“Of the three, I’d say Gerard Moreno is the one you enjoy playing with the most. He has a very high understanding of the game. He doesn’t seem to see you, but he does. You just have to move to the right place and he will put the ball to you at the right time. What can I say, he’s great,” Fer Niño beams about the Spanish national team striker.

“Despite my physique, I like to be an active striker who gives continuity to the play. I’m not just a penalty box forward. I can run the channels, I look to participate and above all I leave my soul on the field, that is non-negotiable,” the 21-year-old explains when we ask him about his interpretation of being a number nine.

Back to former team-mates, another one of the outstanding names in which Fer Niño would marvel was Santi Cazorla.

The former Arsenal midfielder opted to return home in 2018 after twelve years away, to feel like a footballer again having battled a debilitating injury for several months.

Back at Villarreal, the Asturian returned and quickly found his best level once again, something that does not surprise Fer Niño who only has gratitude for Cazorla the footballer but, above all, a friend and team-mate:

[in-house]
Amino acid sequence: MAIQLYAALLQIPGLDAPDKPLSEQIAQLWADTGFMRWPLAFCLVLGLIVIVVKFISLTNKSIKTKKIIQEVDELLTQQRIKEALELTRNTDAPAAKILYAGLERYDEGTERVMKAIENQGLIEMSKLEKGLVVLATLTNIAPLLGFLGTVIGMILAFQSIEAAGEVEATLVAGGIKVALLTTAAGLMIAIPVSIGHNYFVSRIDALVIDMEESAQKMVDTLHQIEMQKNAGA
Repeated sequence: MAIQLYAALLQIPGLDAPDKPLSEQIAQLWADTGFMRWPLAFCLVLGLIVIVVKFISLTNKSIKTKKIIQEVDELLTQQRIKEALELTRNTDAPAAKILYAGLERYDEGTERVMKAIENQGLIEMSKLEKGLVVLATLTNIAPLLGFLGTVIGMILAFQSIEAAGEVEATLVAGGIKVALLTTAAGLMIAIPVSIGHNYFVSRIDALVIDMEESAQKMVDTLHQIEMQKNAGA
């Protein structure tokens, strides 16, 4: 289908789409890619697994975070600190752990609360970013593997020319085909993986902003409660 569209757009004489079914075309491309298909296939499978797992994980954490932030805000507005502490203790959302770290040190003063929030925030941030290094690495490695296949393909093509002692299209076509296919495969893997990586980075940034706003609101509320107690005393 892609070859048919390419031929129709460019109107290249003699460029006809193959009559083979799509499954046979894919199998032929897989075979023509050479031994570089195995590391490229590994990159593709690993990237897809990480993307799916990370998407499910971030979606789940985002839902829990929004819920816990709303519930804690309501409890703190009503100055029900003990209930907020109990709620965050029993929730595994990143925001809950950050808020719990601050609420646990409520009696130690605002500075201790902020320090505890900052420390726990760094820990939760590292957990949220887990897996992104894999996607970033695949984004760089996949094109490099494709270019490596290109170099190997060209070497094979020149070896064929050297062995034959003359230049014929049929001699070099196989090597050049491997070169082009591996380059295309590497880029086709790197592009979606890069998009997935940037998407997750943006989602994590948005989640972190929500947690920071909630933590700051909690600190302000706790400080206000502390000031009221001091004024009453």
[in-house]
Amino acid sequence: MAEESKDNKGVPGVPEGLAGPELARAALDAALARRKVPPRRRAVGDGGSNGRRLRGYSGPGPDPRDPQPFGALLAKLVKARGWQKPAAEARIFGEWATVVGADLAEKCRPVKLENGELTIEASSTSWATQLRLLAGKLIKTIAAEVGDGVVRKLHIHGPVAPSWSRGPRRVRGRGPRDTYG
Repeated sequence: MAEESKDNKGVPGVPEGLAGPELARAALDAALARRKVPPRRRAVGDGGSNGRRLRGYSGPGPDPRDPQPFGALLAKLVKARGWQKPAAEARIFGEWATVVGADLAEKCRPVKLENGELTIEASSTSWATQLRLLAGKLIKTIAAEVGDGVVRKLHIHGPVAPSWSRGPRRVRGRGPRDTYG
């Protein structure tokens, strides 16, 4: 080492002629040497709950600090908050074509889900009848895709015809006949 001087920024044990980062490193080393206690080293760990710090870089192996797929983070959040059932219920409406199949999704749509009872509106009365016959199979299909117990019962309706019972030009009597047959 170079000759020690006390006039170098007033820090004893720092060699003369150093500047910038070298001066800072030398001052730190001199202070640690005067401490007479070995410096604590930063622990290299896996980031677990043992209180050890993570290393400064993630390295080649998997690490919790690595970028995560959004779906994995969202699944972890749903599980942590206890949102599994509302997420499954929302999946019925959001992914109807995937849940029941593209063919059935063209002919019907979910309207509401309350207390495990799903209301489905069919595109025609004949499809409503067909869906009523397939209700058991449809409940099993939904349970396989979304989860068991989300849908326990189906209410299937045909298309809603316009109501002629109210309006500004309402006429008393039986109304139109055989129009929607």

“I have no doubt that he’s the best player I have shared a dressing room with. You train with him and you can’t guess whether he’s right or left footed, it’s incredible,” Fer Niño explains, who has seen first-hand the effects of injury on one of Arsenal’s greatest players of the last decade.

"From minute one he did everything he could to make me and other young players feel at ease in the dressing room, and coming from a player like him it is to be appreciated."

“His ankle makes a huge impact. You see it up close and you realise how incredible that he could continue playing football, let alone doing it at the highest level. It’s something you can only be capable of if you have the quality Santi has”, says Fer Niño, who recalls his first training sessions with him.

“From minute one he did everything he could to make me and other young players feel at ease in the dressing room, and it means more coming from a player like him. In the end, he was one of us too.”